Chronicle Recommends: Foolish Films

They're no geniuses, but these fools make for fun films

Every month, the Chronicle’s film critics select a theme and offer movie recommendations. This April, the Chronicle critics celebrate their favorite fools in cinema.

It’s a Mad, Mad, Mad, Mad World (1963)

Stanley Kramer’s comic masterpiece features virtually all of cinema’s greatest professional fools, ranging from the silent era (Buster Keaton) to golden-age icons Milton Berle, Sid Caesar, Buddy Hackett, and Ethel Merman. Seemingly the only comic missing is Ernie Kovacs and that’s only because he died before production began. A 3-hour and 25-minute snapshot of its own time, the film is an endlessly watchable tale of human avarice, as a gaggle of strangers literally race across California in search of a dead gangster’s hidden treasure. Dick Shawn as the frugging Sylvester is pure genius, but so is pretty much everything else about this brilliant fool’s paradise. – Marc Savlov

Broadcast News (1987)

You could say that William Hurt’s airhead newscaster is dumb as a fencepost, but a fencepost was never so pretty. And therein lies the rub of James L. Brooks’ underrated romantic comedy, which deserves the same reverence as Eighties stablemate When Harry Met Sally…, and earns bonus points for anticipating broadcast news’ sad slide into infotainment. Holly Hunter’s savvy career woman knows sardonic reporter Albert Brooks is intellectually her true match, but the heart can’t help but pine for the fencepost with a floppy lock of golden hair. Doesn’t love just make fools of us all? – Kimberley Jones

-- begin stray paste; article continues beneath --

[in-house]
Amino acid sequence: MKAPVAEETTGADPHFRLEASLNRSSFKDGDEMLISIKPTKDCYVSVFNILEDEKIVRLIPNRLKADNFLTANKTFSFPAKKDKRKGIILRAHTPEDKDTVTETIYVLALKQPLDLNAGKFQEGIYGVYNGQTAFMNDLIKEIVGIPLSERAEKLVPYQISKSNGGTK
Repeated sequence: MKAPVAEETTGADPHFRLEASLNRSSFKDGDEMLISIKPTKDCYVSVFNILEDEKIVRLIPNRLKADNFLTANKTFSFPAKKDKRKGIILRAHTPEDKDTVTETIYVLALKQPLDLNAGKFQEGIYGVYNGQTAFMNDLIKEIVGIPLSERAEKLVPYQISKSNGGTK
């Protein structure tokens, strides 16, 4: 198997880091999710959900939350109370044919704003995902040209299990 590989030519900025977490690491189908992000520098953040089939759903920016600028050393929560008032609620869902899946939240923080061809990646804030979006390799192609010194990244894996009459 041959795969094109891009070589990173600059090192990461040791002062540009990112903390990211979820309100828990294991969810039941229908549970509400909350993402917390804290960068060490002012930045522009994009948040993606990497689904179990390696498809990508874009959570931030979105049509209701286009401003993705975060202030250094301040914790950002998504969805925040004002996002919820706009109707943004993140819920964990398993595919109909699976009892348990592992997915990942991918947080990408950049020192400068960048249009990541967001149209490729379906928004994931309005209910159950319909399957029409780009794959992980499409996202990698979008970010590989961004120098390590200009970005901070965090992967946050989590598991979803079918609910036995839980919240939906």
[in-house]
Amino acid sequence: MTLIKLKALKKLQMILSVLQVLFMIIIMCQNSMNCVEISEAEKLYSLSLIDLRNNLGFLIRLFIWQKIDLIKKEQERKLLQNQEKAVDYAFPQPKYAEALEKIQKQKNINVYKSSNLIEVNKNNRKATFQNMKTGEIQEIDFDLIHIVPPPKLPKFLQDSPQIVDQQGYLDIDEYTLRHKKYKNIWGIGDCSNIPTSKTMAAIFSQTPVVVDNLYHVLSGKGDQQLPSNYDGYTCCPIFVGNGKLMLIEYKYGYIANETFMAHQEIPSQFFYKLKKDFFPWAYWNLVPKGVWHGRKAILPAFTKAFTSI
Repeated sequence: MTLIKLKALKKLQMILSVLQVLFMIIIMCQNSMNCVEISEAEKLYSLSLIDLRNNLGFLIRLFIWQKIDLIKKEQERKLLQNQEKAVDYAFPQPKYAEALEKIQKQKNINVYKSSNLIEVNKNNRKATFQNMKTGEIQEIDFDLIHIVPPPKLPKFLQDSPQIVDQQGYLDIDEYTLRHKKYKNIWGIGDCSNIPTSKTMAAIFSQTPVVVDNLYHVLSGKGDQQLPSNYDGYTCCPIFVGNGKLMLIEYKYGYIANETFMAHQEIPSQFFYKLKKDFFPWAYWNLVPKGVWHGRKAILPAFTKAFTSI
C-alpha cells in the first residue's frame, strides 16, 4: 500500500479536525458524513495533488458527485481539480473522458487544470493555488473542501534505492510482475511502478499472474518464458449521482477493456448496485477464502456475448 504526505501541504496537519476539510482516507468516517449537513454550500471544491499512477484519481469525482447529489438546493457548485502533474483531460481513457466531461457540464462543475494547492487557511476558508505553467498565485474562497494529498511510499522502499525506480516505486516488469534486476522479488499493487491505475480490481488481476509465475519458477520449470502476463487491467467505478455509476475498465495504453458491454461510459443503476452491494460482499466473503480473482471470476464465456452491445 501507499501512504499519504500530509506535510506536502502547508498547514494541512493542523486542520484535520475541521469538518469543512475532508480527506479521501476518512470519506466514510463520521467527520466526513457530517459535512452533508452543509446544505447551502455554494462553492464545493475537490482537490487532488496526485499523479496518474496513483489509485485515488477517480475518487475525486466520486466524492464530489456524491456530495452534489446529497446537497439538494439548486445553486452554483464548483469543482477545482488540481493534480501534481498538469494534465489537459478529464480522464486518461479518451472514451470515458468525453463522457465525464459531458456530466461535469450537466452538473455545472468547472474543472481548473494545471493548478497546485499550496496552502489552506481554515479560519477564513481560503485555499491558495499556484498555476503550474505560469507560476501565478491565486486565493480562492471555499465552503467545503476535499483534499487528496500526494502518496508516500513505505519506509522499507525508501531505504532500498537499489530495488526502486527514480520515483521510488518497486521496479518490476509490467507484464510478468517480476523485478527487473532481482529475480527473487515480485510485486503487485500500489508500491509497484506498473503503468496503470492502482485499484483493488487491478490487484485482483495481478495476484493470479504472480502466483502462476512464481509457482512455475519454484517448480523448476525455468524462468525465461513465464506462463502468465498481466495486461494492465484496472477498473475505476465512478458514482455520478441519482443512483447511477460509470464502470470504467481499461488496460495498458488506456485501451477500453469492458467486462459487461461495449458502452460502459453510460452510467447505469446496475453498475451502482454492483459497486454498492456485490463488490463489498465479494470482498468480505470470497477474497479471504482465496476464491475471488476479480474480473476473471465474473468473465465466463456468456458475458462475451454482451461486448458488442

Henry Fool (1997)

Henry Fool (Thomas Jay Ryan) plays the mysterious, commanding, bombastic life teacher to Simon Grim’s (James Urbaniak) reticent, bullied, and unassuming garbage man in Hal Hartley’s 1997 dramedy. A talentless novelist, Henry gives Simon a notebook into which Simon pens words that outshine his mentor’s. Though Hartley’s ironic stance toward the world is firmly in place, Henry Fool has a darkly comic tone as questions of art, commerce, and talent are deftly explored. – Marjorie Baumgarten

Bad Boy Bubby (1993)

If David Lynch had directed Room, it might resemble this cult masterpiece from criminally underrated filmmaker Rolf de Heer. The titular Bubby has been locked in a room by his mother for 35 years. Once he finally gets his freedom, he falls into various social classes, joins a punk band, and generally causes chaos wherever he goes. Perhaps more feral than foolish, Bad Boy Bubby is nevertheless one of the strangest films you will ever see. – Josh Kupecki

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